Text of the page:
I have previously written about the subject of bullying (in school and in the workplace), and I have also written about women supporting each other in the workplace. So now, it's only natural I write about women, stress and suicide in recognition of Suicide Awareness Month.
In this day and age, there is more pressure than ever before being placed on women. From full-time (even part-time) employment, cooking, cleaning, childcare responsibilities, care-giving to elderly parents, the list goes on and on. Women today are expected to do more than ever. If you are fortunate enough to not have to work or to have household help (in the form of a nanny, housekeeper or a partner who evenly splits household responsibilities), this may reduce your stress somewhat. But in reality, most women do not have these options. It's insane. You have to be the "best" parent, the "best" employee, the "best" wife (girlfriend/partner), have the newest model car, be highly educated, thin, attractive... My Lord, how can anyone cope? Women are made to feel inadequate on every level. Just watch all the commercials on TV, they tell you, you will be happier if you drive this brand new car, eat this food, have this gadget, wear these clothes, etc. No wonder women feel it's all too much; you feel like a failure if you can't measure up to these ridiculous standards.
Job problems, excessive stress, crisis, anxiety, depression, eating disorders, child abuse (physical, emotional, and sexual), and a lack of social support are all common risk factors for suicidal behavior. Any one of these things would be terribly overwhelming for a woman to deal with. And then, comes the coping mechanisms: alcohol, too many sweets, smoking, Xanax. I know when I've been stressed to the max, I reach right for the chocolate! (At least it tastes good.) All things that work against you as far as your health is concerned. But what is left when someone feels like these ineffective coping mechanism just don't work anymore?
I worked with a woman who died by suicide. Though I was away on vacation when the call came in, I remember falling to my knees and crying out in utter disbelief. To this very day, I cannot shake it. The call was on a Monday and I had just seen her three days before. She seemed fine to me; we were laughing and joking together. I wonder what was going on with her then? Did anyone see the signs? Was she one of these women under extreme stress?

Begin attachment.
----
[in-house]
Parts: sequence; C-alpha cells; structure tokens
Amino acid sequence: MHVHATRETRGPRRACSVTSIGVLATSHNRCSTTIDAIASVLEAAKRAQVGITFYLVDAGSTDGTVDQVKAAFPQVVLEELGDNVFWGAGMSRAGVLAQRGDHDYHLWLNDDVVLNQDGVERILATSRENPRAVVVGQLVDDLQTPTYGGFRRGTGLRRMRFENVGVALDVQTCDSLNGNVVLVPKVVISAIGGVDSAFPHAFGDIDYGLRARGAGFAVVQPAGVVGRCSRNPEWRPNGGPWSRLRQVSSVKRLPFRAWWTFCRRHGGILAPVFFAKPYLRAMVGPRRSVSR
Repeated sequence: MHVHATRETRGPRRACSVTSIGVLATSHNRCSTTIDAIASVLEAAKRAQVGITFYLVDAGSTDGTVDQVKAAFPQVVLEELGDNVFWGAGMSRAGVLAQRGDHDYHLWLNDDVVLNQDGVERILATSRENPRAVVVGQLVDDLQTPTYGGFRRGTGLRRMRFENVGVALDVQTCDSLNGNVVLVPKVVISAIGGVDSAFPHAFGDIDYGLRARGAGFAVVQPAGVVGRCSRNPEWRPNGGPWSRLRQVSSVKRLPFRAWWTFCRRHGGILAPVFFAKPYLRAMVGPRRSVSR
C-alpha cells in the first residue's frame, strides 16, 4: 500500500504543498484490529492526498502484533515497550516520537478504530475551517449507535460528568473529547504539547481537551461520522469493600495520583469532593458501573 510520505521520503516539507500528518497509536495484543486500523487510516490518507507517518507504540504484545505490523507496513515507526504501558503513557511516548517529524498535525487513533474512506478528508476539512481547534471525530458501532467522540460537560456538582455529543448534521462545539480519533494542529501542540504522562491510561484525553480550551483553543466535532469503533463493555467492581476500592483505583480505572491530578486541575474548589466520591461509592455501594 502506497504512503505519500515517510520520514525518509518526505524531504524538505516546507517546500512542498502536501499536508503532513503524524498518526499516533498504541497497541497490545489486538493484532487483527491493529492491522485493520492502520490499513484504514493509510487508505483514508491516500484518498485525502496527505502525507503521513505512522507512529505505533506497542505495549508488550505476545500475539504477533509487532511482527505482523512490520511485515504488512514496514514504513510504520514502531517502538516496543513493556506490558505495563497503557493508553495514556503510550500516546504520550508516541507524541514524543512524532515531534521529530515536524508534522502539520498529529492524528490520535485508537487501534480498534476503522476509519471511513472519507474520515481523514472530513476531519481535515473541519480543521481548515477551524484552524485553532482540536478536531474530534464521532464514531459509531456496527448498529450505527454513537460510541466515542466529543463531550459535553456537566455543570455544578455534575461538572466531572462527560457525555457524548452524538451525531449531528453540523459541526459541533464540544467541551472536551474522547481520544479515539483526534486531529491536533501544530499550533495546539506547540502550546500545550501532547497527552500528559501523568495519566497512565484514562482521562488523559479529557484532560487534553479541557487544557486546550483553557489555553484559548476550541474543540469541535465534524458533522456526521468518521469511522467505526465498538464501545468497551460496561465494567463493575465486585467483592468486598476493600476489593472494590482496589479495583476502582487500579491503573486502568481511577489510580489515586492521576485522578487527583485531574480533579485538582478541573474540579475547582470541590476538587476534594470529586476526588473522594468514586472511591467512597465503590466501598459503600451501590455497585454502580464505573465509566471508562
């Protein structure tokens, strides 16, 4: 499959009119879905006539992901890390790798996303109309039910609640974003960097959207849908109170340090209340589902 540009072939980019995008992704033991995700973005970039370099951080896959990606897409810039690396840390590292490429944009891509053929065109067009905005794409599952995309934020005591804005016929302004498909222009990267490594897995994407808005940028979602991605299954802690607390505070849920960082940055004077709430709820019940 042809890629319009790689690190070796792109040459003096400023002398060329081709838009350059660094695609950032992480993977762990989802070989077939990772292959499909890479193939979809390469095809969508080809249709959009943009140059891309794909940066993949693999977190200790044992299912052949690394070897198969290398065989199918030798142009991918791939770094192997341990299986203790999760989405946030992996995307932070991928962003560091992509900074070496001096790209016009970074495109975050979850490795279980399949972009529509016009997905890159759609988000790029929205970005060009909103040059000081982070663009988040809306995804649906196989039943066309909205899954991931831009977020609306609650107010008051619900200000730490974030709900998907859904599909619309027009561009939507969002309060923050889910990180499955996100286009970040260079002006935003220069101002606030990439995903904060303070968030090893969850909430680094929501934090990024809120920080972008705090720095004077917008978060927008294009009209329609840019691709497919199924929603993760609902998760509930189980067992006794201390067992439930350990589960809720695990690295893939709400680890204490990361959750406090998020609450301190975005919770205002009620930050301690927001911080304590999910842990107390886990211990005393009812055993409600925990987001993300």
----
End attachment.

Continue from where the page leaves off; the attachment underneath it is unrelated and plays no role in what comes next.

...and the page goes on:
By all accounts, she seemed to be happy, content, nothing seemed off (at least not to me). I guess you can never truly tell what someone is going through in their life. I know it's true that everyone has a story, and that most people are going through something. It's frowned upon to be negative; you should be a trooper and just plow through. You just cannot know.
I'm sure there are many women who feel that they are not living up to everyone's expectations, always feeling inferior, juggling too many responsibilities and just feeling completely overwhelmed. Sometimes it feels like you are never good enough. Even if you have high self esteem, sometimes it can feel there is always something or someone to come along and try to knock you down. The pressures of society can become too much then comes the hopelessness. And thus begins the downward spiral. I have always had a high regard for myself; however, I have had many obstacles, setbacks, regrets, disappointments, missed opportunities and let-downs. But, I can honestly say that I somehow always managed to go on in one way or another. I think it has helped me that I have sisters, which has helped me deeply understand other women and be more empathetic to other people's struggles. That's all it takes sometimes, a little support, concern, and empathy to help someone get through a bad time and feel that they don't have to end their life. That somehow things will get better; tomorrow may be brighter. Suicide is not the answer.